Isolating & Exploiting the Mechanisms That Link Breakfast to Human Health - Acute

  • STATUS
    Recruiting
  • End date
    May 1, 2022
  • participants needed
    15
  • sponsor
    University of Bath
Updated on 26 January 2021

Summary

Following the establishment of causal links between breakfast consumption, the individual components of energy balance, and health it is now important to examine and target the underlying biological mechanisms involved to maximise potential health benefits.

To begin investigating the outlined mechanisms healthy, non-obese participants will be recruited to take part in phase I (acute crossover design) of a wider project.

Description

Causal links between breakfast consumption, the individual components of energy balance, and health have recently been established and it is now important to examine and target the underlying biological mechanisms involved to maximised potential health benefits.

Specifically, the substitution of a portion of carbohydrate for protein at breakfast may enhance the potential health benefits of breakfast through targeting distinct mechanistic pathways. Broadly, introducing a greater protein load at breakfast increases insulin secretion and delays gastric emptying, thereby eliciting a potentiated insulin response. In turn this may therefore improve glucose tolerance during a subsequent meal. Additionally, maintenance of euglycaemia following breakfast consumption, coupled with the thermic effect of feeding protein may accentuate the elevated energy expenditure following breakfast observed in previous studies. Finally, both the physical and chemical properties of protein exert a marked satiating effect. Collectively, these mechanisms could interact to maximise the net impact of breakfast on energy balance and associated health outcomes. However, whilst the evidence indicates obvious benefits of feeding a higher protein dose at breakfast, relatively little research has focused on the response to protein over multiple meals/days. Furthermore, and importantly, the mechanisms involved in the second-meal phenomenon and the potential for initial meals of varied composition to target these mechanisms have never been systematically investigated.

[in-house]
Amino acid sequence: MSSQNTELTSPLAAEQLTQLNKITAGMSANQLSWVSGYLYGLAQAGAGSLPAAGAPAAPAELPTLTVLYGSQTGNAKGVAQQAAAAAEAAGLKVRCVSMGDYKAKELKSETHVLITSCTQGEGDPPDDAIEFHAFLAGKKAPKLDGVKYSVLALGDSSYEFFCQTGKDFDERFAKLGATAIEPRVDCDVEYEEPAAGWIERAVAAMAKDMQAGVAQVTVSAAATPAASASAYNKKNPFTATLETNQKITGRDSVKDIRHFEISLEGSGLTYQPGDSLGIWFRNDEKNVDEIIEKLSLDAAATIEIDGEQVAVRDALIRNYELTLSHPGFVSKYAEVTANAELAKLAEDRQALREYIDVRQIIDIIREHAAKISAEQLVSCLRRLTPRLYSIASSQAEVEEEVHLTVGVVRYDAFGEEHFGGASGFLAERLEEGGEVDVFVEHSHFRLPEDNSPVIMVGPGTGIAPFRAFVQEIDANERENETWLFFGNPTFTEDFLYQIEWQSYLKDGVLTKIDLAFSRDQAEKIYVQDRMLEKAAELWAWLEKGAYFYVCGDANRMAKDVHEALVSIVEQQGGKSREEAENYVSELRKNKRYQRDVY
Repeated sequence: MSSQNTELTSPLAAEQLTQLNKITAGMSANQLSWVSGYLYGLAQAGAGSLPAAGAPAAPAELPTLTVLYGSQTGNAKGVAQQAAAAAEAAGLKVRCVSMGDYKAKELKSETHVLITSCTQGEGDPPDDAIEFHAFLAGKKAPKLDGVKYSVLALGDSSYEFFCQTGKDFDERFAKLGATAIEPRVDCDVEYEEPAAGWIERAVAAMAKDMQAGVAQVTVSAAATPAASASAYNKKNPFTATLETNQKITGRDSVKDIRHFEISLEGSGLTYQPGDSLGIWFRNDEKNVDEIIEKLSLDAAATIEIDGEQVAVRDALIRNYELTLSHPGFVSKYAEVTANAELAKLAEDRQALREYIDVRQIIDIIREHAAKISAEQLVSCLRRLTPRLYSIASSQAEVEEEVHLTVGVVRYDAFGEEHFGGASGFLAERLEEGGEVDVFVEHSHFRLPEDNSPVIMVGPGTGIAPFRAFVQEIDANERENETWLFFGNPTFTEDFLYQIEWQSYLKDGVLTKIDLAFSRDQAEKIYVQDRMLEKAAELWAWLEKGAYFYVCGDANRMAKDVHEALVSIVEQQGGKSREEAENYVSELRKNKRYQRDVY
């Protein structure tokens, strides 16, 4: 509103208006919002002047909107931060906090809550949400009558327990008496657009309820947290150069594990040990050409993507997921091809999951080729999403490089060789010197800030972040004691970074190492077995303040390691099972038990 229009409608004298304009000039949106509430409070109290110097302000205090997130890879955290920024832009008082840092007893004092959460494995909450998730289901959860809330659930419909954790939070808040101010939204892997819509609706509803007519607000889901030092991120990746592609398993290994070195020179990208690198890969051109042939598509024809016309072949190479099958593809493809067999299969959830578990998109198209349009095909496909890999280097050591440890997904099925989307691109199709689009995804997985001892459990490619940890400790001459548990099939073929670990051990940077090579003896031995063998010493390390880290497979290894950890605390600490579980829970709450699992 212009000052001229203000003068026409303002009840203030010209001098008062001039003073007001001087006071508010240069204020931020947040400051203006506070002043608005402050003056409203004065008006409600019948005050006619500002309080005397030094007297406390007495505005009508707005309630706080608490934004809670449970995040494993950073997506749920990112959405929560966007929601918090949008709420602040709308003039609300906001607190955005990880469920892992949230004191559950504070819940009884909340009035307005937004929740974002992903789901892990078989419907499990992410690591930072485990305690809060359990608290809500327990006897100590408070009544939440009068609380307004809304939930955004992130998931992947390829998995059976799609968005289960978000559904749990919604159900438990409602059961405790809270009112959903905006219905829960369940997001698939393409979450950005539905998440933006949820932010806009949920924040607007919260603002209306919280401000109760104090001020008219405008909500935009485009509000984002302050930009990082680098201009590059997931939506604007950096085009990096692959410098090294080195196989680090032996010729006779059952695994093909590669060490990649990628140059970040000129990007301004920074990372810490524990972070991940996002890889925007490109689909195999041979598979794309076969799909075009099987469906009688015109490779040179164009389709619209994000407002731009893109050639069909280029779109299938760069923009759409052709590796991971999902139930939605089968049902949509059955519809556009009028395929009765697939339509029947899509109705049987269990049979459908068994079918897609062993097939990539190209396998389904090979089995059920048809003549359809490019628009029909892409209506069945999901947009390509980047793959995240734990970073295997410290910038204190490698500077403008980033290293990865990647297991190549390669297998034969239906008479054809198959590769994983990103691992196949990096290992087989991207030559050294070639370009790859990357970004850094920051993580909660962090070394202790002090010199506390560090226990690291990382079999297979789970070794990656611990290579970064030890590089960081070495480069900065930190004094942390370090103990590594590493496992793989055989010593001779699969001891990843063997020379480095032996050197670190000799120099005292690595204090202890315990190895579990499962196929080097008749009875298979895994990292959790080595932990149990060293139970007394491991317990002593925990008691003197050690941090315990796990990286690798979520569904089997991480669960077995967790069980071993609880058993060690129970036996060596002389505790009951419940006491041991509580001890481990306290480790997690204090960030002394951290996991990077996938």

To begin investigating the outlined mechanisms healthy, non-obese participants will be recruited to take part a randomised crossover trial that will contrast the acute metabolic responses to a protein-enriched breakfast, with a carbohydrate rich breakfast, and the total omission of breakfast.

Details
Condition Appetite, Postprandial Metabolism
Treatment Carbohydrate Rich Breakfast, Whey protein enriched breakfast
Clinical Study IdentifierNCT03866720
SponsorUniversity of Bath
Last Modified on26 January 2021

Eligibility

Yes No Not Sure

Inclusion Criteria

Is your age between 18 yrs and 65 yrs?
Gender: Male or Female
Do you have any of these conditions: Postprandial Metabolism or Appetite?
Body mass index 18.5-29.9 kgm-2
Age 18-65 years
Able and willing to provide informed consent and safely comply with study procedures
Females to maintain record of regular menstrual cycle phase or contraceptive use
No anticipated changes in diet/physical activity during the study (e.g. holidays or diet plans)
Inclusive to all breakfast habits (e.g. regular skipper / consumer)

Exclusion Criteria

Any reported condition or behaviour deemed either to pose undue personal risk to the participant or introduce bias
Any diagnosed metabolic disease (e.g. type 1 or type 2 diabetes)
Any reported use of substances which may pose undue personal risk to the participants or introduce bias into the experiment (e.g. smoking/substance abuse)
Lifestyle not conforming to standard sleep-wake cycle (e.g. shift worker)
Any reported recent (<6 months) change in body mass ( 3%)
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